5. Now we can test for textural qualities, which eaters are more interested in anyway. Remember those batter-only samples from step 4? Take your Stevens QTS Texture Analyzer and, using an acrylic cylinder probe, perform a double bite test on them at 60 mm per minute until you reach an 80 percent deformation target. Your Texture Pro software will generate data on the hardness of each sample and the quantity of fractures. For the sake of simplicity, we will define “hardness” as the peak compression force attained during the first cycle of the force deformation curve, and “quantity of fractures” as the number of occasions the load decreased by 5 percent before reaching the target value in cycle 1. Okay?
6. And finally, we come to the all-important sensory evaluation—the moment when our carefully fried foods meet the tongue. Convene a panel of eight specialists trained in Sensory Evaluation Techniques (Meilgaard, et al., 4th edition) and feed them each four strips of coated fish or onion samples so they can evaluate them for hardness, fracturability, crispness and toothpacking. Just so everyone’s on the same page, let’s say “hardness” is the force required to compress the food; go with a scale of 1 to 14.5, with Philadelphia cream cheese being 1 and a Life Saver being 14.5. “Fracturability” is the force with which the sample breaks, with 1 being the force required to break a Jiffy corn muffin and 10 the force required to break a Finn crisp rye wafer. Now, “crispness” is the force and noise with which a sample breaks, on a scale of 3 (a Quaker low-fat chewy chunk granola bar) to 17 (Melba toast). “Toothpacking,” of course, refers to the degree with which the sample sticks to the teeth, from 1 (uncooked and unpeeled carrots) to 15 (Jujubes). After your panelists have tested the samples, record their scores on a computerized ballot-counting system that will tabulate and graph the scores for you.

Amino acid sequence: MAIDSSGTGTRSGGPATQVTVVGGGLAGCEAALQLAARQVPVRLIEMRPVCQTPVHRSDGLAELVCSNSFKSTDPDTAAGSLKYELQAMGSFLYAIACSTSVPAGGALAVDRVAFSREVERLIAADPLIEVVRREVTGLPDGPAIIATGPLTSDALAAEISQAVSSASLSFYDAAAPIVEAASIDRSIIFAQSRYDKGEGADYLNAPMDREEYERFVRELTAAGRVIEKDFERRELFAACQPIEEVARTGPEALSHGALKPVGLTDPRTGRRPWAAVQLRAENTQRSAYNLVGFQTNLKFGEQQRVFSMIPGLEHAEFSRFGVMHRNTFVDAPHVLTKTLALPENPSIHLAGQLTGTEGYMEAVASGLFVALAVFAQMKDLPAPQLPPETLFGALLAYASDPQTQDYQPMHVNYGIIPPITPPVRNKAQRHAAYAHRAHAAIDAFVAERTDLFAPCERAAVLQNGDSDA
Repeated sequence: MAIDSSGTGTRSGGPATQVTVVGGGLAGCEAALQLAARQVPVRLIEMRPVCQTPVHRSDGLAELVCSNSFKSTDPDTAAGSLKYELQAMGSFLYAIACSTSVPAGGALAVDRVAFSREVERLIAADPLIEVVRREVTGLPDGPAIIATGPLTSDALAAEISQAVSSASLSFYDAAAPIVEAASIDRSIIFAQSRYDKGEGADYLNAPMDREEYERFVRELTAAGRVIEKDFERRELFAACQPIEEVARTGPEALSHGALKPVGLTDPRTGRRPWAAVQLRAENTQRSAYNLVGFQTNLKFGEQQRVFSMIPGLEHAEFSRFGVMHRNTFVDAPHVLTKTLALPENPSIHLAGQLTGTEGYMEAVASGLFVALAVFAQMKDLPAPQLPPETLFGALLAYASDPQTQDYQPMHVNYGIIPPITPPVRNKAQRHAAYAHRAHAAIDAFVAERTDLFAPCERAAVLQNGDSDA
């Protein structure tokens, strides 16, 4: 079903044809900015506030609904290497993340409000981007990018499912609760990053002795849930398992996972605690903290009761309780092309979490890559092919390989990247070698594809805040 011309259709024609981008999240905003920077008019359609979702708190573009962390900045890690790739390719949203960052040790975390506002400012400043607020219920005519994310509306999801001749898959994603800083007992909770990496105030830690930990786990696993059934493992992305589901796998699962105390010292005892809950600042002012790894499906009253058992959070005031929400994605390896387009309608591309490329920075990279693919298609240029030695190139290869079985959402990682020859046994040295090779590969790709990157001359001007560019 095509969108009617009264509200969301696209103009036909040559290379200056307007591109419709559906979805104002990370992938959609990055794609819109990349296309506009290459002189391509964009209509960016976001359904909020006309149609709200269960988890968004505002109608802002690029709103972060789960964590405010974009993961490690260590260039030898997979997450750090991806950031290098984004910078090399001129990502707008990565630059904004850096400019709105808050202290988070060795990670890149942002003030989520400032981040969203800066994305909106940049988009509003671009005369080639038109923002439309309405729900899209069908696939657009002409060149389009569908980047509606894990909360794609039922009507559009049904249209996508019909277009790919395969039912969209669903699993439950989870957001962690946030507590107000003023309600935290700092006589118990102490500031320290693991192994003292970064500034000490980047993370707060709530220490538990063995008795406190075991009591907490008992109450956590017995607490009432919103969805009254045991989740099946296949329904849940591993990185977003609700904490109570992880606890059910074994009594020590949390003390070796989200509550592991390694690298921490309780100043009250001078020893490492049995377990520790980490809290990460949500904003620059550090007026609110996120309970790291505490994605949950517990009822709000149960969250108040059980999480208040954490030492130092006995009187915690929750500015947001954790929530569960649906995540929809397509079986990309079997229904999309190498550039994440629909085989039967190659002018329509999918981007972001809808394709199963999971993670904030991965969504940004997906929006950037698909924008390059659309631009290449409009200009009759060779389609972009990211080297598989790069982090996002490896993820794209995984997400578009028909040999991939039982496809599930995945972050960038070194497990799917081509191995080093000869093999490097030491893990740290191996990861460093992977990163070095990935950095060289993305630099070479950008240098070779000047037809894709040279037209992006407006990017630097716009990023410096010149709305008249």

Following these simple steps, the Shih team found that the oil uptake of beer batters was 9 to 18 percent greater than water-based batters. Its instrumental textural analysis found that beer batters fried up softer and more fracturable than water-based batters. And its panel of trained sensory evaluators found that beer batter made the tilapia filets and onion strips softer but crispier.
Your results may vary. But your method may not.
(Hat tip to NCBI ROFL.)
—by T. A. Frail